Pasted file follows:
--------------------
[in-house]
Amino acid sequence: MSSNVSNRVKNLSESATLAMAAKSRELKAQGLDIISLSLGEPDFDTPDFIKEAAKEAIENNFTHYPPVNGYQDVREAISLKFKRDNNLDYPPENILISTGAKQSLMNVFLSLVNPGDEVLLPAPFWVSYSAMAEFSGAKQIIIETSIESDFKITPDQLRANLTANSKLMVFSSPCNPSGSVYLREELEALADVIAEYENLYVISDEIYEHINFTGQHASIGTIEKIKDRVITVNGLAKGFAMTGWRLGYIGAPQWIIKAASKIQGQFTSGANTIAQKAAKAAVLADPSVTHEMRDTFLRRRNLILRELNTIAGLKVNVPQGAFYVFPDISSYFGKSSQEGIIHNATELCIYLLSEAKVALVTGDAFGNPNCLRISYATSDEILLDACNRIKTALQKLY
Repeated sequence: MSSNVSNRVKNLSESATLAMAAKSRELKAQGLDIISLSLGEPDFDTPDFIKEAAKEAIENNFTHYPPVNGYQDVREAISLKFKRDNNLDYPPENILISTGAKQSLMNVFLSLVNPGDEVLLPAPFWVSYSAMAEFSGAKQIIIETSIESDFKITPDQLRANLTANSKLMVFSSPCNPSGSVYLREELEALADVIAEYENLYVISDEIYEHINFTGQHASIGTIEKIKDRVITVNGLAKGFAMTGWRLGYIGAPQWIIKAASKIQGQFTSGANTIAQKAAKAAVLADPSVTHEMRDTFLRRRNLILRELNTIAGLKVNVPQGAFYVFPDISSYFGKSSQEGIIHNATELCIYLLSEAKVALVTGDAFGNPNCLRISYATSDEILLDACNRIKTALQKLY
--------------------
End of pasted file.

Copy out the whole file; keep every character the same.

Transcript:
[in-house]
Amino acid sequence: MSSNVSNRVKNLSESATLAMAAKSRELKAQGLDIISLSLGEPDFDTPDFIKEAAKEAIENNFTHYPPVNGYQDVREAISLKFKRDNNLDYPPENILISTGAKQSLMNVFLSLVNPGDEVLLPAPFWVSYSAMAEFSGAKQIIIETSIESDFKITPDQLRANLTANSKLMVFSSPCNPSGSVYLREELEALADVIAEYENLYVISDEIYEHINFTGQHASIGTIEKIKDRVITVNGLAKGFAMTGWRLGYIGAPQWIIKAASKIQGQFTSGANTIAQKAAKAAVLADPSVTHEMRDTFLRRRNLILRELNTIAGLKVNVPQGAFYVFPDISSYFGKSSQEGIIHNATELCIYLLSEAKVALVTGDAFGNPNCLRISYATSDEILLDACNRIKTALQKLY
Repeated sequence: MSSNVSNRVKNLSESATLAMAAKSRELKAQGLDIISLSLGEPDFDTPDFIKEAAKEAIENNFTHYPPVNGYQDVREAISLKFKRDNNLDYPPENILISTGAKQSLMNVFLSLVNPGDEVLLPAPFWVSYSAMAEFSGAKQIIIETSIESDFKITPDQLRANLTANSKLMVFSSPCNPSGSVYLREELEALADVIAEYENLYVISDEIYEHINFTGQHASIGTIEKIKDRVITVNGLAKGFAMTGWRLGYIGAPQWIIKAASKIQGQFTSGANTIAQKAAKAAVLADPSVTHEMRDTFLRRRNLILRELNTIAGLKVNVPQGAFYVFPDISSYFGKSSQEGIIHNATELCIYLLSEAKVALVTGDAFGNPNCLRISYATSDEILLDACNRIKTALQKLY